Matt spent his first night home from Kessler in much the same way he’d spent his last night home before the fall that led to stitches at the local hospital—waking up countless number of times to go to the bathroom. The difference, this time, was with me. Each time Matt stood from the bed and walked to the bathroom, I held my breath. Each time he stepped from the carpeted bedroom floor to the more slippery bathroom tile, my heart stopped beating. Each time he climbed back into bed, I had to stop myself from asking if he was okay, if he needed help. (He did not.)
That morning, when I woke to write in the pre-dawn light, I didn’t go downstairs with my coffee in an effort not to disturb Matt. Instead, I retrieved my coffee and laptop and sat on the floor just outside the bedroom door. New routines for a new life.
For his part, Matt was ready to return to normal life. He’d so far missed all of H’s soccer games and had no intention of missing another. We (our family of four) threw on our extra layers to protect against the chill in the air, grabbed H’s soccer gear, and headed to the field, where we’d no doubt run into at least half of our small town.
I remember parking the car and walking onto the field. G and H ran ahead. I stayed behind with Matt, who walked, slowly, somewhat stiffly, but surely across the grass to H’s team field. A number of our friends and neighbors and acquaintances stopped him. That amazing brain. He summoned a few jokes. Made a couple of wise cracks. And ultimately proved he hadn’t been beaten by what he’d been through.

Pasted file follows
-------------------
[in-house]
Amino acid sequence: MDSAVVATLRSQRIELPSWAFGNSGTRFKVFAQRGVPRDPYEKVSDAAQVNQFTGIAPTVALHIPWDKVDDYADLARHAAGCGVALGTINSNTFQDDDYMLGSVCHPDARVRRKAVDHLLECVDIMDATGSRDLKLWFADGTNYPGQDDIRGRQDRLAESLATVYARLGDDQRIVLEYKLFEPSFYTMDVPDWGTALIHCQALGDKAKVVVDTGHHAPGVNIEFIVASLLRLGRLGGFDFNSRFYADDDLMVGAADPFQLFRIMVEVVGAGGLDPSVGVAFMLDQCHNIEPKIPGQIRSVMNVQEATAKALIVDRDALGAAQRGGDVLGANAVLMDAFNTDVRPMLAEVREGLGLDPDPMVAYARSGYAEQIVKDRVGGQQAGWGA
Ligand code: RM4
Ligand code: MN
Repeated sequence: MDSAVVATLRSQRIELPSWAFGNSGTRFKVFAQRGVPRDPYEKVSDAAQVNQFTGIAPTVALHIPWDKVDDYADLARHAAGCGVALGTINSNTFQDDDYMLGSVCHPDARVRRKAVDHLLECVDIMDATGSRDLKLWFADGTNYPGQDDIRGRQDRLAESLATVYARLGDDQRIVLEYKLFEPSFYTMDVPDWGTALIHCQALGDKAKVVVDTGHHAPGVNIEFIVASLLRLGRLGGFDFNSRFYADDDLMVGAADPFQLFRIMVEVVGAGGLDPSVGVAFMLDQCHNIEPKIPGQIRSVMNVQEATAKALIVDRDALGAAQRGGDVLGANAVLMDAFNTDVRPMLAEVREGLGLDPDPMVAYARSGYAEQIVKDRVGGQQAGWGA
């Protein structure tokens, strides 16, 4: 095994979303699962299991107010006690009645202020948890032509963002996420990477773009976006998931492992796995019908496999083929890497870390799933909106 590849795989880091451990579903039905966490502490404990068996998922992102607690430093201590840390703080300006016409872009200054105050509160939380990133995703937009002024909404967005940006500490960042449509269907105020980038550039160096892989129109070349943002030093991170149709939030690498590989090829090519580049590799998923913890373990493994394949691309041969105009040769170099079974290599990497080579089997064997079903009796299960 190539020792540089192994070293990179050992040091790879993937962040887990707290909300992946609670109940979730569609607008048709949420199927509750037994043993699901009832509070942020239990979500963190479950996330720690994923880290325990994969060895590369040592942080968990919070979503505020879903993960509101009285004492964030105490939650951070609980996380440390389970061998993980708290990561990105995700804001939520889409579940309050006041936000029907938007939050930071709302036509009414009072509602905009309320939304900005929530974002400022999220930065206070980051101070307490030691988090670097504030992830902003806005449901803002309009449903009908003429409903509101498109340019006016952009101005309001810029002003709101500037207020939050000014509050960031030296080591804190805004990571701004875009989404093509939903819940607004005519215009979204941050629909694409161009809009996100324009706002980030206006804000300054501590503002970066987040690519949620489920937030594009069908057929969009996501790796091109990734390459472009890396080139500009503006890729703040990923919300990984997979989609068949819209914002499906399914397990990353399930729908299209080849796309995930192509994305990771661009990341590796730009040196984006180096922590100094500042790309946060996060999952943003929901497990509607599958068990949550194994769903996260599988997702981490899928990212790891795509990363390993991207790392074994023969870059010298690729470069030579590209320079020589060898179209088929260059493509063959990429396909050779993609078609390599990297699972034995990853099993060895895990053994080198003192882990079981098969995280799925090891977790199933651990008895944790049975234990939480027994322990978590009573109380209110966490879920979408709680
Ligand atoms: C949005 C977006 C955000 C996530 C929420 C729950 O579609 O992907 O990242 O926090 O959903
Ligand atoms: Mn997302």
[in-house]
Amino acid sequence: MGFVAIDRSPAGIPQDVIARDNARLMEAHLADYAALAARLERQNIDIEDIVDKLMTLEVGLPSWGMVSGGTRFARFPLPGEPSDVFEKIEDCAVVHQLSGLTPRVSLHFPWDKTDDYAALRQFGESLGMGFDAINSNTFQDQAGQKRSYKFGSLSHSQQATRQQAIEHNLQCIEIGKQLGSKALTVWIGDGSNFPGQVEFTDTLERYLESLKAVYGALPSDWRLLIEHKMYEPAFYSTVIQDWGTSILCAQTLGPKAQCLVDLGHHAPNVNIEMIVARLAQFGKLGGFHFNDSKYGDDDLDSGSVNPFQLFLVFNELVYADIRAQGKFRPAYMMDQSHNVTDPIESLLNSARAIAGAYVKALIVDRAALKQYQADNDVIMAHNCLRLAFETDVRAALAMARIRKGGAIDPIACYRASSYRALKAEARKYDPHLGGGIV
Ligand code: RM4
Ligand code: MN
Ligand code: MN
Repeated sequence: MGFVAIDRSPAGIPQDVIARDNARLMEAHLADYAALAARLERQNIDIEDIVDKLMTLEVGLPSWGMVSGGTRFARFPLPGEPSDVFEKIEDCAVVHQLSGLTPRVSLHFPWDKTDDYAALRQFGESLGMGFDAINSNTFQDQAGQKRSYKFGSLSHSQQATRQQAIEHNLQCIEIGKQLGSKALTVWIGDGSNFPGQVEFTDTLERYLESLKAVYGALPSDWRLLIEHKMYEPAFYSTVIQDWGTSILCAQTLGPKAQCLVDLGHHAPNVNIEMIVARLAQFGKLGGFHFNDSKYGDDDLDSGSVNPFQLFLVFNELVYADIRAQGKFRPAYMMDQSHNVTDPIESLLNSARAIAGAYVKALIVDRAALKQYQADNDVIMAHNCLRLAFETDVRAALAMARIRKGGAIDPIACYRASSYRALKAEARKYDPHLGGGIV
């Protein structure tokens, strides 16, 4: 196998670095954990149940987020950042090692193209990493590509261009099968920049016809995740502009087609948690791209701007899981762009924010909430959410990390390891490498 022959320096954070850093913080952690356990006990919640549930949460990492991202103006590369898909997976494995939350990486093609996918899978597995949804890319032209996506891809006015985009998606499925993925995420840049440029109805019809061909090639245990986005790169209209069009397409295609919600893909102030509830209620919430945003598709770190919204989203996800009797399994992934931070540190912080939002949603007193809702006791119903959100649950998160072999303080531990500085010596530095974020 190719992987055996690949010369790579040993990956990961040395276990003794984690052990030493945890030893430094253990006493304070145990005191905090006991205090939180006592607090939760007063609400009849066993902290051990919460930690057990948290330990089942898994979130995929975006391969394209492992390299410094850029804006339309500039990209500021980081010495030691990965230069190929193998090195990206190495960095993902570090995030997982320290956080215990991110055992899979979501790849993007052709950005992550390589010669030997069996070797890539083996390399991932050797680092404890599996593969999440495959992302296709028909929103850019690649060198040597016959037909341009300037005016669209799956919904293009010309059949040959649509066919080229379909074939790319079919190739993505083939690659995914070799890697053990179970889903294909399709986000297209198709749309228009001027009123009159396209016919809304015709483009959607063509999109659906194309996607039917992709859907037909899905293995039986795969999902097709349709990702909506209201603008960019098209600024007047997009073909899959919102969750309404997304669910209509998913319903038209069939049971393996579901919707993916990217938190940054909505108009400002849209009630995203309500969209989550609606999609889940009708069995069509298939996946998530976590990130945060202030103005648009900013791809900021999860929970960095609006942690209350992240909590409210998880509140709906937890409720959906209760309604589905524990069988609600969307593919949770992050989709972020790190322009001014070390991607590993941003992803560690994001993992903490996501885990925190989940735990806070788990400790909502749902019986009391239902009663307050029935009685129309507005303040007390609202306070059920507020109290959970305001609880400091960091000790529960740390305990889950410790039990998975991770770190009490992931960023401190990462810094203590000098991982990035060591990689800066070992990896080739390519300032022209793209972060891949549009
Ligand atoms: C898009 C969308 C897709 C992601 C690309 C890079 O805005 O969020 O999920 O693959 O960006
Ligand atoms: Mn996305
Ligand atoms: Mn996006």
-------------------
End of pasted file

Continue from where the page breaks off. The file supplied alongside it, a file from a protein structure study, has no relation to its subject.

By the end of the hour long game, he grew visibly more tired. He sat in a chair and didn’t talk much. He took the hat off his head and ran his fingers over the bump created by the shunt—sometimes when he did this, it looked to me as if he was reminding himself that it was there. Or, maybe that he still couldn’t believe it was there.
That afternoon, G was supposed to cheerlead for the second grade boys football team. Matt had wanted to go, but decided he needed to rest. I took G and H to the game while he rested. When we came home, we invited friends over for dinner.
I don’t remember much about this night. The text messages after dinner reveal that our friends thought Matt seemed good. I responded saying I was happy to hear that because I very much wasn’t sure. I felt mean even thinking Matt was noticeably not himself. I felt like I was being too critical and maybe the problem was me and not Matt, if no one else saw what I saw.
In retrospect, though I don’t truly remember, we were probably both right—that contradictory nature of brain cancer. He was good and we should acknowledge the miracle that he was up and walking and socializing after all he’d been through. And also, I was allowed to be critical and compare him to the person I’d known for almost thirteen years. I was allowed to be grateful that he was good and also miss him and want even more of him back. To hope that one day it would be the way it was before.
After all, that’s what we (Matt and I) were fighting for. Not simply good. But for the way it was before. Because we always hoped and reached and strived toward the highest star in the sky. From the beginning, we didn’t know any other way.